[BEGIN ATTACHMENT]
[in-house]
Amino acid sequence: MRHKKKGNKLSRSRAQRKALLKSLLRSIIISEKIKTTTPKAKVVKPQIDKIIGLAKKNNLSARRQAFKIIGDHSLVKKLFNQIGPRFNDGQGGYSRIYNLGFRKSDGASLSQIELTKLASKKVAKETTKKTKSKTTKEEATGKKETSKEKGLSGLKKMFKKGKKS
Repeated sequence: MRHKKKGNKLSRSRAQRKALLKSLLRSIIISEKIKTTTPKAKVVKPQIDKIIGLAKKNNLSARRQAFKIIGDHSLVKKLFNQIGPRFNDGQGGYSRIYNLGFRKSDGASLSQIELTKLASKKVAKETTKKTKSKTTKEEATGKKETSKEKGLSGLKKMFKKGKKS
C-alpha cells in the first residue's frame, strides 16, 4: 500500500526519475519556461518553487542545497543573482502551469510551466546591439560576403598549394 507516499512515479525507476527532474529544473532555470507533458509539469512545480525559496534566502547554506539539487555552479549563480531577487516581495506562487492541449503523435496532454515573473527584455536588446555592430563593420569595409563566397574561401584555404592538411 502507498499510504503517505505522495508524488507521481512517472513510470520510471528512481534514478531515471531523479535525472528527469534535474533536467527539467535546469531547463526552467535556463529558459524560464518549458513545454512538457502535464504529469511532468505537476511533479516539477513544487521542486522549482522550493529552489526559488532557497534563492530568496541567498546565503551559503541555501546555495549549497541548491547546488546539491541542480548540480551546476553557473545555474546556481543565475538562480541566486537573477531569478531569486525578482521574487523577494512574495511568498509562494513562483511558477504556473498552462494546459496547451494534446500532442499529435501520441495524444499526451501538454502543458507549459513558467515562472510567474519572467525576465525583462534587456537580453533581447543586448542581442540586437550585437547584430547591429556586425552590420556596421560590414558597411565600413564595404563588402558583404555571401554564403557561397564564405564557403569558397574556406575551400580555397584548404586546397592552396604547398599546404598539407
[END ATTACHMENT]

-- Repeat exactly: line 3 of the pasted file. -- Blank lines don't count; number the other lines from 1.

Repeated sequence: MRHKKKGNKLSRSRAQRKALLKSLLRSIIISEKIKTTTPKAKVVKPQIDKIIGLAKKNNLSARRQAFKIIGDHSLVKKLFNQIGPRFNDGQGGYSRIYNLGFRKSDGASLSQIELTKLASKKVAKETTKKTKSKTTKEEATGKKETSKEKGLSGLKKMFKKGKKS